Takeaway: FedNow is being launched almost a year ahead of the initial guidance provided by the Fed. While the challenges outlined above remain, corporations should not underestimate the Fed’s ability to address them and should be ready to make the most of this exciting new development.

2. The ECB’s instant payment mandate will make real-time payments cheaper and ubiquitous.

The ECB introduced a draft law in 2022 that would make it mandatory for banks that offer traditional credit transfers to offer instant payments at a price equal to or less than a conventional credit transfer. There is anecdotal evidence to suggest that the high cost has limited the adoption of instant payments. Treasurers are likely to pick the lower-cost payment option, unless the benefit of making an instant payment outweighs the incremental cost. It is therefore no wonder that after over five years since the launch, nine of 10 credit transfers are still processed via the traditional rails. At this pace it may take decades for instant payments to become a standard.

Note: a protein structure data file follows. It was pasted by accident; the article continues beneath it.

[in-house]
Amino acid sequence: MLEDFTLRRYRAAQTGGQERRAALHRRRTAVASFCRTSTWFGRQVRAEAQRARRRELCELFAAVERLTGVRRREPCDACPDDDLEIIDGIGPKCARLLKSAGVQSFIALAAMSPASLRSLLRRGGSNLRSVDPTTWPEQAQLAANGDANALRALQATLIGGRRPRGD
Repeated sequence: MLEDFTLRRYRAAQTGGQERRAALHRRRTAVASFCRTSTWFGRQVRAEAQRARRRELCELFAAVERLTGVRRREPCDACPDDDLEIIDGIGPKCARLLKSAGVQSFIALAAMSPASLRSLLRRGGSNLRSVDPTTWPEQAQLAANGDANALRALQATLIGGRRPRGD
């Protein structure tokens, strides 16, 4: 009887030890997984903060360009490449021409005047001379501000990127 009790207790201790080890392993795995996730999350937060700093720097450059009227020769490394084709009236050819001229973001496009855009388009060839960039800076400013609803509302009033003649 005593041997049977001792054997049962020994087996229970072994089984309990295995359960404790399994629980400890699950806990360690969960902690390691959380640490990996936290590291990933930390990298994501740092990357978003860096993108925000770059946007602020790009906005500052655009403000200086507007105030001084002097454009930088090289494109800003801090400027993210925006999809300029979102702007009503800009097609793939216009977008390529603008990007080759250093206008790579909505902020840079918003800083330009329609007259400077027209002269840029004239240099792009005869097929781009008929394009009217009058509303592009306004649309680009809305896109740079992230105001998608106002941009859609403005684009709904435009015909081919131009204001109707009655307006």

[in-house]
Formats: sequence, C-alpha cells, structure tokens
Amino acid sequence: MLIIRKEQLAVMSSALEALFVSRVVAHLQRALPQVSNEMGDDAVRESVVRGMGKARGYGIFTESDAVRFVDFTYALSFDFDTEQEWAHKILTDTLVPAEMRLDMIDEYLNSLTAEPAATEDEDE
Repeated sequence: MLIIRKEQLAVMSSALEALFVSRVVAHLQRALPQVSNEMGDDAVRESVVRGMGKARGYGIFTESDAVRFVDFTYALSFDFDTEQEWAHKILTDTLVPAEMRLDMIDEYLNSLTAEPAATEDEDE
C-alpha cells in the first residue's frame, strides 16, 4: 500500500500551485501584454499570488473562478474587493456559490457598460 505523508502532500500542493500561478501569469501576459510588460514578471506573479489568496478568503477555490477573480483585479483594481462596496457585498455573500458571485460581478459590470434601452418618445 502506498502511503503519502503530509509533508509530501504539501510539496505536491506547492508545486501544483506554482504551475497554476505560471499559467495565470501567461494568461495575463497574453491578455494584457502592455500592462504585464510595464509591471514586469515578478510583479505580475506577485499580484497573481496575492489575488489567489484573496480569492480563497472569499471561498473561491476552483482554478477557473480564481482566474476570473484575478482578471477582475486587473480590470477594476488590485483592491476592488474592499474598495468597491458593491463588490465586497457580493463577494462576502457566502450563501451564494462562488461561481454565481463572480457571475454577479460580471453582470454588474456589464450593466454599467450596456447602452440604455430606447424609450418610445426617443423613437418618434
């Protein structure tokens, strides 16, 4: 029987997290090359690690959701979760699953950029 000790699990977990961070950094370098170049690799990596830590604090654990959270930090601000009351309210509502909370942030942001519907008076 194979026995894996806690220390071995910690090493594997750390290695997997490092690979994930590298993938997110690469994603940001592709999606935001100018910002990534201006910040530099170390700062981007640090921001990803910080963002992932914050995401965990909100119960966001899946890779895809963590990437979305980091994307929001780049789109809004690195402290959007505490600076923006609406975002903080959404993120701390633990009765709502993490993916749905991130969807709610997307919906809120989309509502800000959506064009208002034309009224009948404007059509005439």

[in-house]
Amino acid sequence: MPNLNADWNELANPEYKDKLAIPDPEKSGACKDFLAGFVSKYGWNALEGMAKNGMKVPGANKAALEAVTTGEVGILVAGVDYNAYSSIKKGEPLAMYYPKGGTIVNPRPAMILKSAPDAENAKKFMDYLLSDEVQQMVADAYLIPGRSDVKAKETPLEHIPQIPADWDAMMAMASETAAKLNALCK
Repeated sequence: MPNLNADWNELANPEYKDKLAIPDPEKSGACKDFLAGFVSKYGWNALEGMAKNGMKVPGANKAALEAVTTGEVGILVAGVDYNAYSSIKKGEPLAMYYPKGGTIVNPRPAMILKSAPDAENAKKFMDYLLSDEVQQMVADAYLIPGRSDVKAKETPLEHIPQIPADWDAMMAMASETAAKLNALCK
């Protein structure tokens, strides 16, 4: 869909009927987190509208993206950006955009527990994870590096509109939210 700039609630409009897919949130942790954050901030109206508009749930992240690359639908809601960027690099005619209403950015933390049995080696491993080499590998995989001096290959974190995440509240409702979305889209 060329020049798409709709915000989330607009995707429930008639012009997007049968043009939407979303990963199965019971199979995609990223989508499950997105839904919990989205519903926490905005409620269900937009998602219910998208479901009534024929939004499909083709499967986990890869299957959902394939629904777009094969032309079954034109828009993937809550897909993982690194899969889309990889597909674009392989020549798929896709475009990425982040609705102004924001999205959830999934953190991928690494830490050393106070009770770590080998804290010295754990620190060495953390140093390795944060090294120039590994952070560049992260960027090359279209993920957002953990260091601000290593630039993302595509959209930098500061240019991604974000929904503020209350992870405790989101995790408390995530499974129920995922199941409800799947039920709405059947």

I am optimistic that the draft law will be enacted in 2023. This will drive ubiquity and incentivize more corporates to use instant payments for qualifying payments of under €100,000.

Takeaway: The benefits of instant payments increase with volume. Corporates should be prepared to take advantage of the mandate to realize those benefits.

3. Instant cross-border USD-EUR payments will become a reality.

Long-term improvements in cross-border payments will come from multiple solutions that will coexist. These solutions will likely include both nontraditional (e.g., blockchain infrastructures/networks), as well as traditional players (e.g., private and public domestic payment networks). Until last year, the story was about the emergence of regional instant payment systems in Asia. This year will be different as the developed countries take center stage with the TCH/SWIFT/EB Clearing plan to commercialize instant cross-border payments (IXB) for the USD-EUR currency pair. This development is on the heels of a successful pilot in 2022. A cross-border payment solution from trusted instituitions makes this development even more significant.